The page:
Later On

A blog written for those whose interests more or less match mine.

Snapchat Can Be Sued Over Role In Fatal Car Crash, Court Rules

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As a joke, I sometimes would suggest that sharp curves on roads should be posted with a sign giving the highest speed to date someone has traversed the curve. I meant it as a service for those competing for a Darwin award. It was a joke.

But Snapchat seemed to have liked the idea in general. Bobby Allyn reports for NPR:

Three young men got into a car in Walworth County, Wis., in May 2017. They were set on driving at rapid speeds down a long, cornfield-lined road — and sharing their escapade on social media.

As the 17-year-old behind the wheel accelerated to 123 miles per hour, one of the passengers opened Snapchat.

His parents say their son wanted to capture the experience using an app feature — the controversial “speed filter” — that documents real-life speed, hoping for engagement and attention from followers on the messaging app.

It was one of the last things the trio did before the vehicle ran off the road and crashed into a tree, killing all of them.

Was Snapchat partially to blame? The boys’ parents think so. And, in a surprise decision on Tuesday, a federal appeals court ordered that the parents should have the right to sue Snap Inc.

The ruling, from a three-judge panel of the 9th U.S. Circuit Court of Appeals, has set off intense debate among legal watchers about the future of a decades-old law that has shielded tech companies from civil lawsuits.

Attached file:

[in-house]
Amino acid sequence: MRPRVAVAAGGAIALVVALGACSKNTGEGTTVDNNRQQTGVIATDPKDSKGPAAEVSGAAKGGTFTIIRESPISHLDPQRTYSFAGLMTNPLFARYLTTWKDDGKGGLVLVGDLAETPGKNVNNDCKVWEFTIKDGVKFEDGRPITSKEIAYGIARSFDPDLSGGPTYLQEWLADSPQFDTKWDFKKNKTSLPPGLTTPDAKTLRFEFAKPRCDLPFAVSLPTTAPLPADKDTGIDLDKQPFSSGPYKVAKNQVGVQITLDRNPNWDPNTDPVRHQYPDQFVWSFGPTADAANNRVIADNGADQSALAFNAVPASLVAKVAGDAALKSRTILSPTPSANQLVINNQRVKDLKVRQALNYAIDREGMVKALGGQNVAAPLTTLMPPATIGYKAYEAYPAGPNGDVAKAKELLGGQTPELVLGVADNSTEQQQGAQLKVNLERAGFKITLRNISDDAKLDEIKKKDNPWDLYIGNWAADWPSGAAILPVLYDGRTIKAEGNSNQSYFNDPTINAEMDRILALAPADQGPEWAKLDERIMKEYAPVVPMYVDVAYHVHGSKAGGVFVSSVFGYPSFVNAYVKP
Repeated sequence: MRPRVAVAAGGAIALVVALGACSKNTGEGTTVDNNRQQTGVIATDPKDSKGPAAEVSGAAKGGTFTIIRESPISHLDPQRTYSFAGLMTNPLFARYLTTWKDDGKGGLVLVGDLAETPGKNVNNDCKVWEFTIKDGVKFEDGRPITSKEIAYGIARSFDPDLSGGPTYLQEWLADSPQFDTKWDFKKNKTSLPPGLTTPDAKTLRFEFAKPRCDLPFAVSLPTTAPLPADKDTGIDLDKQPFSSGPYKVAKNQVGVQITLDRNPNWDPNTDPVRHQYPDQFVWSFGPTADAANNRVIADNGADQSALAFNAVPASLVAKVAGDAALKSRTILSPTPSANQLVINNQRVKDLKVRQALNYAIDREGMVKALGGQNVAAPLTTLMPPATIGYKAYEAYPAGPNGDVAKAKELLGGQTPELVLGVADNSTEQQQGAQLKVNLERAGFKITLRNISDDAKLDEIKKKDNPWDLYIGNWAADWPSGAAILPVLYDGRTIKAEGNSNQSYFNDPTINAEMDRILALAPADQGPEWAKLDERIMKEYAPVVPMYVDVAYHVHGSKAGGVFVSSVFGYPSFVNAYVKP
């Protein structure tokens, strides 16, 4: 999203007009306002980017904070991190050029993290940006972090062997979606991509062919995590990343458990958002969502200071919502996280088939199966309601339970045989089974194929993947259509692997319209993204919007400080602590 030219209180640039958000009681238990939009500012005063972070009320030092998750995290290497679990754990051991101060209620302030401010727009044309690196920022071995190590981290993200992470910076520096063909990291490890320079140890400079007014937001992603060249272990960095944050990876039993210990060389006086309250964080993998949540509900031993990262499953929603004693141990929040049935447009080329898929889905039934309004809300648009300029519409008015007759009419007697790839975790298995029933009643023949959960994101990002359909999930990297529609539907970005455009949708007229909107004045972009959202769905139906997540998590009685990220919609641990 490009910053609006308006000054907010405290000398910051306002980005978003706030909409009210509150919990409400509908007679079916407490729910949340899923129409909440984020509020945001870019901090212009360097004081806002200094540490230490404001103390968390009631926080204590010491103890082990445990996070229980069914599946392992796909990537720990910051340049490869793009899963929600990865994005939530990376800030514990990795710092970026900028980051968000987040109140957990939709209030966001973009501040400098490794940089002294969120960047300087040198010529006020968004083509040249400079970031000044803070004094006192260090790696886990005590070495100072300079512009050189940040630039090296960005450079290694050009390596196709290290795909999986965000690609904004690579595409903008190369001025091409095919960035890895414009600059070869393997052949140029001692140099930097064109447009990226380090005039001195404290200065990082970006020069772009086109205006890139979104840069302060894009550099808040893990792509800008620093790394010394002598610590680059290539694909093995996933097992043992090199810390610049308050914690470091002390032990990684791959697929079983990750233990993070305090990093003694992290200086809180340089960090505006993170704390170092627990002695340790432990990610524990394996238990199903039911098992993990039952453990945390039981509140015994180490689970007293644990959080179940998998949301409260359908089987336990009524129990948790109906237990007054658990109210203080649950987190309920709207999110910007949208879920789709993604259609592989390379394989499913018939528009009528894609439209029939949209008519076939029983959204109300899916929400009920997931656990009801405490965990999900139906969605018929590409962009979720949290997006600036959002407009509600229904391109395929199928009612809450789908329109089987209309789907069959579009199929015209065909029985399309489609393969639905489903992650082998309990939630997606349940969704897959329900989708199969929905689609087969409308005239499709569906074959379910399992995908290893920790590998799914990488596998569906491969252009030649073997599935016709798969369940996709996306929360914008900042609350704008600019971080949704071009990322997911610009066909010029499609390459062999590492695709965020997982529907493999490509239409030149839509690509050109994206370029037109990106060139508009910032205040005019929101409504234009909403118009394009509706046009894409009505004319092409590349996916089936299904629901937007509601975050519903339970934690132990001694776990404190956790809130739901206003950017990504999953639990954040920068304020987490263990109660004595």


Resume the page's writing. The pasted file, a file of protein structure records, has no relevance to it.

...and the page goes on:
The boys’ parents sued Snap Inc., the maker of Snapchat, after the tragedy. They alleged that the company “knowingly created a dangerous game” through its filter and bore some responsibility.

The district court responded how courts usually do when a tech platform is sued in a civil lawsuit: by dismissing the case. The judge cited the sweeping immunity that social media companies enjoy under Section 230 of the Communications Decency Act.

The law provides legal immunity to tech companies from libel and other civil suits for what people post on sites, regardless of how harmful it may be.

But the appeals court’s reversal paves a way around the all-powerful law, saying it doesn’t apply because this case is not about what someone posted to Snapchat, but rather the design of the app itself.

Continue reading. There are more details of the decision, and they are interesting — partly because different courts have given different decisions in similar cases. Read the whole thing.

Written by Leisureguy

5 May 2021 at 10:39 am

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